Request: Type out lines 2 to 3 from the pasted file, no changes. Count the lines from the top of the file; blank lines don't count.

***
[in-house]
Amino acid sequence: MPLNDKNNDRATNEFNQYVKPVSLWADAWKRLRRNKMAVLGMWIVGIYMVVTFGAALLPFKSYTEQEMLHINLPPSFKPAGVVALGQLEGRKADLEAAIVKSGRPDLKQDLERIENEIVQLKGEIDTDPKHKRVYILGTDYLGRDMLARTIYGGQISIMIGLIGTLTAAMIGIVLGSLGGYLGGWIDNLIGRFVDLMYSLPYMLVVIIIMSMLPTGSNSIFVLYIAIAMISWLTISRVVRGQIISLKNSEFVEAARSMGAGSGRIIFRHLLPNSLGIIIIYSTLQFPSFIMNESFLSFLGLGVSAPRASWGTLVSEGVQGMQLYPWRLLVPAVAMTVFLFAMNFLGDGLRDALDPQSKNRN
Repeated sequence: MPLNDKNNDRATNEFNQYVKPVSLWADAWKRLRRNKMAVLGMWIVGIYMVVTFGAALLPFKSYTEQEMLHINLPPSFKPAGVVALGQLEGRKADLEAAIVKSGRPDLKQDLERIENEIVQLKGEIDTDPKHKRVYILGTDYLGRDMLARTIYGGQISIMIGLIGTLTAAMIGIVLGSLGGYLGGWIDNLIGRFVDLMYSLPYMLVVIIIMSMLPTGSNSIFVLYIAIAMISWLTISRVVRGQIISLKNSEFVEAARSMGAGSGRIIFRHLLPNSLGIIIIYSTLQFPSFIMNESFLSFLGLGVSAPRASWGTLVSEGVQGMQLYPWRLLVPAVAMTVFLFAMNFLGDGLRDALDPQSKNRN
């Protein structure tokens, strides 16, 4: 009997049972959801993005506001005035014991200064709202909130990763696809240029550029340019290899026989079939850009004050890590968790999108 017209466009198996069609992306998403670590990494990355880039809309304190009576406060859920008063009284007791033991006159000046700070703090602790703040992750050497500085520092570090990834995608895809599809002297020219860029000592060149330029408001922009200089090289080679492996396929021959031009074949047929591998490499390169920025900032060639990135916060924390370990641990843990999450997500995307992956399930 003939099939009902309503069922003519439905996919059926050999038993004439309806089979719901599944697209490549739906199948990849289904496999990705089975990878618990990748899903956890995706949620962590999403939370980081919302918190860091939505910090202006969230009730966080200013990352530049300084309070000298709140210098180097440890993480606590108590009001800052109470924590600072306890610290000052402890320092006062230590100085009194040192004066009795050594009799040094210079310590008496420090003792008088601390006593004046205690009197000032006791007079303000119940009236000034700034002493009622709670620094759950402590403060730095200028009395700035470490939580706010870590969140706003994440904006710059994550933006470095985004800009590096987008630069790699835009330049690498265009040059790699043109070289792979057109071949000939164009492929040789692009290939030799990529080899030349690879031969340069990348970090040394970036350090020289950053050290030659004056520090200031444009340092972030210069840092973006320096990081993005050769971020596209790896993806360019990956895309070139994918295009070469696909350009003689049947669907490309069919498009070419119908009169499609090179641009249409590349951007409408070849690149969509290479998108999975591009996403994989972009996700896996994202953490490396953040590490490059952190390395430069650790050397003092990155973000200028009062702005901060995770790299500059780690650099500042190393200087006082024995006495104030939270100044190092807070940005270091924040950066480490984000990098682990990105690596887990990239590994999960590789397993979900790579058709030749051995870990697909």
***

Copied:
Amino acid sequence: MPLNDKNNDRATNEFNQYVKPVSLWADAWKRLRRNKMAVLGMWIVGIYMVVTFGAALLPFKSYTEQEMLHINLPPSFKPAGVVALGQLEGRKADLEAAIVKSGRPDLKQDLERIENEIVQLKGEIDTDPKHKRVYILGTDYLGRDMLARTIYGGQISIMIGLIGTLTAAMIGIVLGSLGGYLGGWIDNLIGRFVDLMYSLPYMLVVIIIMSMLPTGSNSIFVLYIAIAMISWLTISRVVRGQIISLKNSEFVEAARSMGAGSGRIIFRHLLPNSLGIIIIYSTLQFPSFIMNESFLSFLGLGVSAPRASWGTLVSEGVQGMQLYPWRLLVPAVAMTVFLFAMNFLGDGLRDALDPQSKNRN
Repeated sequence: MPLNDKNNDRATNEFNQYVKPVSLWADAWKRLRRNKMAVLGMWIVGIYMVVTFGAALLPFKSYTEQEMLHINLPPSFKPAGVVALGQLEGRKADLEAAIVKSGRPDLKQDLERIENEIVQLKGEIDTDPKHKRVYILGTDYLGRDMLARTIYGGQISIMIGLIGTLTAAMIGIVLGSLGGYLGGWIDNLIGRFVDLMYSLPYMLVVIIIMSMLPTGSNSIFVLYIAIAMISWLTISRVVRGQIISLKNSEFVEAARSMGAGSGRIIFRHLLPNSLGIIIIYSTLQFPSFIMNESFLSFLGLGVSAPRASWGTLVSEGVQGMQLYPWRLLVPAVAMTVFLFAMNFLGDGLRDALDPQSKNRN